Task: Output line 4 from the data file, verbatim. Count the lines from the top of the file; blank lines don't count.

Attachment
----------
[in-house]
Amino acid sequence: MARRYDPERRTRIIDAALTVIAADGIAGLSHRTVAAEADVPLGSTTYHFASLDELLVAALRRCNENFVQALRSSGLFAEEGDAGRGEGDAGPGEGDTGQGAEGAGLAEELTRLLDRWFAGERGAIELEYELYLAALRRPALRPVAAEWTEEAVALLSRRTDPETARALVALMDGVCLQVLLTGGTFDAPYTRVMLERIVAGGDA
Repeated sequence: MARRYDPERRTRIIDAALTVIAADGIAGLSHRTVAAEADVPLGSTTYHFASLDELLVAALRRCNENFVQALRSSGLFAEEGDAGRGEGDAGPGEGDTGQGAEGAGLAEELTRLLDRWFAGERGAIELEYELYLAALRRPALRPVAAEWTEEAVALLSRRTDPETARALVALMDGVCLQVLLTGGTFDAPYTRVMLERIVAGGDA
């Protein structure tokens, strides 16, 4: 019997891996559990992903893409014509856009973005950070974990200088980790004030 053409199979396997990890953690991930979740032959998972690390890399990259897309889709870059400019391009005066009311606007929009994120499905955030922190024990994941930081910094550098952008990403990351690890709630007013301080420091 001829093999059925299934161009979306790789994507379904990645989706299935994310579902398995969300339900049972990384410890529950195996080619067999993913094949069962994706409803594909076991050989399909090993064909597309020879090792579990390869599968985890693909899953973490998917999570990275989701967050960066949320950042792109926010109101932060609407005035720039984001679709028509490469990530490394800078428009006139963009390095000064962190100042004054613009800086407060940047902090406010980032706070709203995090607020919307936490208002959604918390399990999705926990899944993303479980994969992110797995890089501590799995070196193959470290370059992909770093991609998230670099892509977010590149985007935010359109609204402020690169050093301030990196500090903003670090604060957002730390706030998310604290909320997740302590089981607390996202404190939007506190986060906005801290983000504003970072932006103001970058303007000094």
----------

């Protein structure tokens, strides 16, 4: 019997891996559990992903893409014509856009973005950070974990200088980790004030 053409199979396997990890953690991930979740032959998972690390890399990259897309889709870059400019391009005066009311606007929009994120499905955030922190024990994941930081910094550098952008990403990351690890709630007013301080420091 001829093999059925299934161009979306790789994507379904990645989706299935994310579902398995969300339900049972990384410890529950195996080619067999993913094949069962994706409803594909076991050989399909090993064909597309020879090792579990390869599968985890693909899953973490998917999570990275989701967050960066949320950042792109926010109101932060609407005035720039984001679709028509490469990530490394800078428009006139963009390095000064962190100042004054613009800086407060940047902090406010980032706070709203995090607020919307936490208002959604918390399990999705926990899944993303479980994969992110797995890089501590799995070196193959470290370059992909770093991609998230670099892509977010590149985007935010359109609204402020690169050093301030990196500090903003670090604060957002730390706030998310604290909320997740302590089981607390996202404190939007506190986060906005801290983000504003970072932006103001970058303007000094």